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First Party Collections Information Important To Your Business’ Cash Flow

Todays Date: December 19, 2018

The term first party collections refers to any collections that are performed by the company to whom the debt is owed. You may not have realized it, but any time you call a client and ask them to pay up on a bill or send a reminder notice, you’re doing first party collections. Some large companies go as far as to open their own collection agency as a subsidiary to handle this.

“First party” literally means that you were the first party in the original exchange of goods or services for money, i.e. the lender. The person who accepted the goods or services and promised to pay, i.e. the debtor, is the “second party.” If an outside collection agency becomes involved, they were not part of the original transaction, which is why they’re called “third party.”

First party collections activity has some unique advantages. For one thing, there is no lag in time between an account becoming delinquent and the beginning of the collections process. Also, you have knowledge of your customers’ needs and practices, making it easy to maintain a positive relationship even after debt is incurred, which helps down the road if you want to keep the customer as a client.

Often the debtor will be more inclined to try to please their original creditor, especially if you have a product or service that he or she needs in order to maintain their business. Sometimes a gentle reminder that you won’t ship any more items until their past due amount is cleared up is enough to get recalcitrant debtors to pay.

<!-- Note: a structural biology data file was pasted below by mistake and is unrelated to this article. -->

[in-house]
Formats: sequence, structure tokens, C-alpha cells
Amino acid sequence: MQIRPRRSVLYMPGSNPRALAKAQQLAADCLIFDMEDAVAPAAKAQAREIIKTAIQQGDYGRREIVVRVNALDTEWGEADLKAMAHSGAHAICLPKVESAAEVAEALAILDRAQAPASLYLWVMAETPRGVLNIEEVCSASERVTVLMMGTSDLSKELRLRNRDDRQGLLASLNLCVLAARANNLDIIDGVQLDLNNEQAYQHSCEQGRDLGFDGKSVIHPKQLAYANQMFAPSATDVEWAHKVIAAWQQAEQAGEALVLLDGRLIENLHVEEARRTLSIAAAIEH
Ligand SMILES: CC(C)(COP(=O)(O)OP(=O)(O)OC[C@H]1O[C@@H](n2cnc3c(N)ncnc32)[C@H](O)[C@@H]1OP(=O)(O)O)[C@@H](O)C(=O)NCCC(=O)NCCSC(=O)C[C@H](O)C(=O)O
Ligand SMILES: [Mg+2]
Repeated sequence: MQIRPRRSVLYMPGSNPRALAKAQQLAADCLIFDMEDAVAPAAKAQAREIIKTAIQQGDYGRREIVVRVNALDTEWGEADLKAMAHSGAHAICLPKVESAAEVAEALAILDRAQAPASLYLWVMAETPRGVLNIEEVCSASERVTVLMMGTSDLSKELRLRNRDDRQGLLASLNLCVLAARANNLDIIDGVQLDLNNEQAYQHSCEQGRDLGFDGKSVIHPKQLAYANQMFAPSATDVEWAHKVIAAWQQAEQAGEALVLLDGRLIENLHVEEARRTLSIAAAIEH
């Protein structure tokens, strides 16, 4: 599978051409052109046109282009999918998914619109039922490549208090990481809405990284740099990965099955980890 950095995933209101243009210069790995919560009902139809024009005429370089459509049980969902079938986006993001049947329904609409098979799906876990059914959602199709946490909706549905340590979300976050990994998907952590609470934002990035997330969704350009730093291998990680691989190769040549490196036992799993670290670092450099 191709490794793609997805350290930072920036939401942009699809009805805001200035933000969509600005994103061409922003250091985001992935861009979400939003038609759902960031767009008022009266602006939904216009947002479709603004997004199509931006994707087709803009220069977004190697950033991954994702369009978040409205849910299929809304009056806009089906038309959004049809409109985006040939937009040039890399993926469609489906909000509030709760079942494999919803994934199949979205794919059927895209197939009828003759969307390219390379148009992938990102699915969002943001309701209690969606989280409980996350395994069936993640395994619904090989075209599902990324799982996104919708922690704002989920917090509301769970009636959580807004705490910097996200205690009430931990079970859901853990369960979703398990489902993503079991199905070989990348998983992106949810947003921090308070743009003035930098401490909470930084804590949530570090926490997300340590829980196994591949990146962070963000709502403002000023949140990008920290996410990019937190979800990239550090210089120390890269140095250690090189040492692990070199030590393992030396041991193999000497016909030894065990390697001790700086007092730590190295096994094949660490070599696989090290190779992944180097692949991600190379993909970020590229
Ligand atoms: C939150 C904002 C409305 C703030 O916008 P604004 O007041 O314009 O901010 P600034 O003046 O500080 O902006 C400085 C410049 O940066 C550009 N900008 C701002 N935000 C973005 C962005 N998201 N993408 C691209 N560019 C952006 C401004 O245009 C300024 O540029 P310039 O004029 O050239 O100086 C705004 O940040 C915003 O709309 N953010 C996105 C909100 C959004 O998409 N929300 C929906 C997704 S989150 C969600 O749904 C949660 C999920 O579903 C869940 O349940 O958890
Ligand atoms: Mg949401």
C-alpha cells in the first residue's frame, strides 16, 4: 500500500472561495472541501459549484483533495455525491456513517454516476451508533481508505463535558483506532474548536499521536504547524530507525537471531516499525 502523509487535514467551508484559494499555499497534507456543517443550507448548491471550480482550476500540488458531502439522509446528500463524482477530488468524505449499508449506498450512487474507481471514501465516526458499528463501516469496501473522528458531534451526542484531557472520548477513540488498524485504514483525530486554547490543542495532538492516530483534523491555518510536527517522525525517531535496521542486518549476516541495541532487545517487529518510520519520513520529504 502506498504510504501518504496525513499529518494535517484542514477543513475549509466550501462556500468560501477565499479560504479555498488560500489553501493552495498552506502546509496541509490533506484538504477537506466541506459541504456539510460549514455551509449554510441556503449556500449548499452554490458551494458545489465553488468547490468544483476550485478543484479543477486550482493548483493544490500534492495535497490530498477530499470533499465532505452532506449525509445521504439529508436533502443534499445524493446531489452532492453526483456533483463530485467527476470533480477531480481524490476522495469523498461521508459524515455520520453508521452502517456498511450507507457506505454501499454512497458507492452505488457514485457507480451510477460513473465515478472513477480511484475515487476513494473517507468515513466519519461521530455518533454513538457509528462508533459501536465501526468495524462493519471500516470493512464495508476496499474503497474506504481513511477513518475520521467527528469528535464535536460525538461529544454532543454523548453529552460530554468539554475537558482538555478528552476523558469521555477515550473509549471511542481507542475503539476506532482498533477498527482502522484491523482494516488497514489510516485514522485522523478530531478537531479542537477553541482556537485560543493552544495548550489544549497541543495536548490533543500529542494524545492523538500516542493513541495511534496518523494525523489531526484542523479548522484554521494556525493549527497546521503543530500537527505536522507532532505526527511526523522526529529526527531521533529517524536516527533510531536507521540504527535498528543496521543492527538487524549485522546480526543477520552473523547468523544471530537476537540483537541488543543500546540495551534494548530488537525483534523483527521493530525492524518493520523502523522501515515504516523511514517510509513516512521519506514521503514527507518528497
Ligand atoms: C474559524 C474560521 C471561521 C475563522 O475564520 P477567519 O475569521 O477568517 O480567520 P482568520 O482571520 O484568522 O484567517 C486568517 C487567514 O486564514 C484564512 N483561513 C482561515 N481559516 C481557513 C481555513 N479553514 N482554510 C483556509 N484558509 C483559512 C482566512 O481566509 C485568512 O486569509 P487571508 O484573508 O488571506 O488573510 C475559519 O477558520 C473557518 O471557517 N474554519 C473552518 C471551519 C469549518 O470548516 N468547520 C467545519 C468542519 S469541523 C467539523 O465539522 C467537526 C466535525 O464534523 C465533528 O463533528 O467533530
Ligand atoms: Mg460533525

Another difference is that unlike third party agencies, first party collections do not fall under the Fair Debt Collection Practices Act. When you are the original party or a legal affiliate of it like a subsidiary, you are considered a lender rather than a collector. Third party agencies therefore do not have as much wiggle room in their practices as first party collections entities due, but the latter are still subject to state and federal law.

Once a bill gets past due beyond 2-3 months, though, it’s usually time to turn it over to a third party agency or sell the debt. The ability to collect on past due amounts drops steeply after this time statistically, so rather than continuing collections actions in vain, you’re better off handing them over to professionals with more resources.

In addition, first party collections aren’t very effective unless you have a specialized collections staff. Your sales force, accounting staff or management are not trained collections people and their time is better spent elsewhere while you save collections endeavors for people who know how to perform them.

If you hire an individual or create a department to handle first party collections, however, they can be just as successful as third party collections. If they are knowledgeable in modern collection techniques like private investigation to track down new addresses and phone numbers, offering incentives to get the debtor to call in or working out settlements, first party efforts can be remarkably efficient. When trying to make the decision of which type of collections instruments to use, keep in mind whether you’re spreading your resources too thin or if you have the team in place to do first party collections.

David P. Montana has written extensively and served as a business advisor in collection agency services for three decades. David provides additional helpful tools and resources about outsource billing service options.

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